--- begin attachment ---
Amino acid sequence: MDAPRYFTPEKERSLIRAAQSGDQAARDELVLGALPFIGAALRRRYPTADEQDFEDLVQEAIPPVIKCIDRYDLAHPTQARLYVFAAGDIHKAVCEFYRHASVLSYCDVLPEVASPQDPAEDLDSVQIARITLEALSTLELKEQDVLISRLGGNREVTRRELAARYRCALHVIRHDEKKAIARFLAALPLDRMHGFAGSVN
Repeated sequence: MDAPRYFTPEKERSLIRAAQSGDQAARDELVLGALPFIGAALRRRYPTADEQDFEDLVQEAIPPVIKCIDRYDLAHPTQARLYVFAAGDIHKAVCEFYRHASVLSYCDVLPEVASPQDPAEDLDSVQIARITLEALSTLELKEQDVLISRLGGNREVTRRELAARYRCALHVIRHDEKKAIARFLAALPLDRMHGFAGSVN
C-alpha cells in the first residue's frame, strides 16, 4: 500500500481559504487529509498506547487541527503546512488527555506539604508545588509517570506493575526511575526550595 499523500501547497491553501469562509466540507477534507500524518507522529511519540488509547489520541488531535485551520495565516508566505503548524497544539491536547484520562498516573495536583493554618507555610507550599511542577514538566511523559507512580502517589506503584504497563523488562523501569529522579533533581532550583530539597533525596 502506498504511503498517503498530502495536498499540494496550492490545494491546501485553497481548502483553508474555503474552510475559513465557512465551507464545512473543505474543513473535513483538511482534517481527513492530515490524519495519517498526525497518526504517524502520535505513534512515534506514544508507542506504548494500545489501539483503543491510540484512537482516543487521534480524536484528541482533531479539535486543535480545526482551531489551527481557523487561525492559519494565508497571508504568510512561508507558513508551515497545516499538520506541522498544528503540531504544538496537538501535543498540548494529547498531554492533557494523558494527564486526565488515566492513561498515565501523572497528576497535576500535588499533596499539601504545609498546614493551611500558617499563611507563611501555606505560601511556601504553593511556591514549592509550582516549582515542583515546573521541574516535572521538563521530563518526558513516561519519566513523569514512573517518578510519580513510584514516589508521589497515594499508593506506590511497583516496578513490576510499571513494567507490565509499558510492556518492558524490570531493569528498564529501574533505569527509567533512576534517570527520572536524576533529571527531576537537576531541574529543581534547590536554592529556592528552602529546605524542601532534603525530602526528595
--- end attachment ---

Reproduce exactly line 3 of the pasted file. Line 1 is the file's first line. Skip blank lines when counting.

C-alpha cells in the first residue's frame, strides 16, 4: 500500500481559504487529509498506547487541527503546512488527555506539604508545588509517570506493575526511575526550595 499523500501547497491553501469562509466540507477534507500524518507522529511519540488509547489520541488531535485551520495565516508566505503548524497544539491536547484520562498516573495536583493554618507555610507550599511542577514538566511523559507512580502517589506503584504497563523488562523501569529522579533533581532550583530539597533525596 502506498504511503498517503498530502495536498499540494496550492490545494491546501485553497481548502483553508474555503474552510475559513465557512465551507464545512473543505474543513473535513483538511482534517481527513492530515490524519495519517498526525497518526504517524502520535505513534512515534506514544508507542506504548494500545489501539483503543491510540484512537482516543487521534480524536484528541482533531479539535486543535480545526482551531489551527481557523487561525492559519494565508497571508504568510512561508507558513508551515497545516499538520506541522498544528503540531504544538496537538501535543498540548494529547498531554492533557494523558494527564486526565488515566492513561498515565501523572497528576497535576500535588499533596499539601504545609498546614493551611500558617499563611507563611501555606505560601511556601504553593511556591514549592509550582516549582515542583515546573521541574516535572521538563521530563518526558513516561519519566513523569514512573517518578510519580513510584514516589508521589497515594499508593506506590511497583516496578513490576510499571513494567507490565509499558510492556518492558524490570531493569528498564529501574533505569527509567533512576534517570527520572536524576533529571527531576537537576531541574529543581534547590536554592529556592528552602529546605524542601532534603525530602526528595